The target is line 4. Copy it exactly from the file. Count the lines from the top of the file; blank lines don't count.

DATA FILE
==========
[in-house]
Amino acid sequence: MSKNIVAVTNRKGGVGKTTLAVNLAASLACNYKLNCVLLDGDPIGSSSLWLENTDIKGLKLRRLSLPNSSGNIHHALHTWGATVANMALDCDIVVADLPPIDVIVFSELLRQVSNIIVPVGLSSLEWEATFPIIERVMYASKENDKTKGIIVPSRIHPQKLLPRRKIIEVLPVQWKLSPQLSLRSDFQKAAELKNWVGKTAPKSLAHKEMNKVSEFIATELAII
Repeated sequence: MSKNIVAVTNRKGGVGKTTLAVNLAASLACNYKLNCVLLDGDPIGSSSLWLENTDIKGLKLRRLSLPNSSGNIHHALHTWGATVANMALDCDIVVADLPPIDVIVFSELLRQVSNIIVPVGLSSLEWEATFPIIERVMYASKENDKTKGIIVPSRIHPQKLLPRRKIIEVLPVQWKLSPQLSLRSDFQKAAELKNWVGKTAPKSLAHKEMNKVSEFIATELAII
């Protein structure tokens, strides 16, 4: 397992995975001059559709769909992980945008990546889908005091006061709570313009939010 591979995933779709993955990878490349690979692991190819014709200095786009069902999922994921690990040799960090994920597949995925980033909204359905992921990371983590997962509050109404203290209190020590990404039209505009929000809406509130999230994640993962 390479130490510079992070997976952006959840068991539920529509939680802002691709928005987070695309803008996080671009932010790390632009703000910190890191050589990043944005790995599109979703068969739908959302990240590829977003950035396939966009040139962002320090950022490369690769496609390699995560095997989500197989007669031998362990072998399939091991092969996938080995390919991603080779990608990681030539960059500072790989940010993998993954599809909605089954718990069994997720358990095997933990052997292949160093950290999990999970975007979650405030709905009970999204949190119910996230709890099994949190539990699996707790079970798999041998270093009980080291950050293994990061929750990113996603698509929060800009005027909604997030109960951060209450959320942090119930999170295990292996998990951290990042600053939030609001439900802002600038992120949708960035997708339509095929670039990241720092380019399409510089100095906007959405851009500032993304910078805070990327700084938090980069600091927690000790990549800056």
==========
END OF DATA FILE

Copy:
């Protein structure tokens, strides 16, 4: 397992995975001059559709769909992980945008990546889908005091006061709570313009939010 591979995933779709993955990878490349690979692991190819014709200095786009069902999922994921690990040799960090994920597949995925980033909204359905992921990371983590997962509050109404203290209190020590990404039209505009929000809406509130999230994640993962 390479130490510079992070997976952006959840068991539920529509939680802002691709928005987070695309803008996080671009932010790390632009703000910190890191050589990043944005790995599109979703068969739908959302990240590829977003950035396939966009040139962002320090950022490369690769496609390699995560095997989500197989007669031998362990072998399939091991092969996938080995390919991603080779990608990681030539960059500072790989940010993998993954599809909605089954718990069994997720358990095997933990052997292949160093950290999990999970975007979650405030709905009970999204949190119910996230709890099994949190539990699996707790079970798999041998270093009980080291950050293994990061929750990113996603698509929060800009005027909604997030109960951060209450959320942090119930999170295990292996998990951290990042600053939030609001439900802002600038992120949708960035997708339509095929670039990241720092380019399409510089100095906007959405851009500032993304910078805070990327700084938090980069600091927690000790990549800056």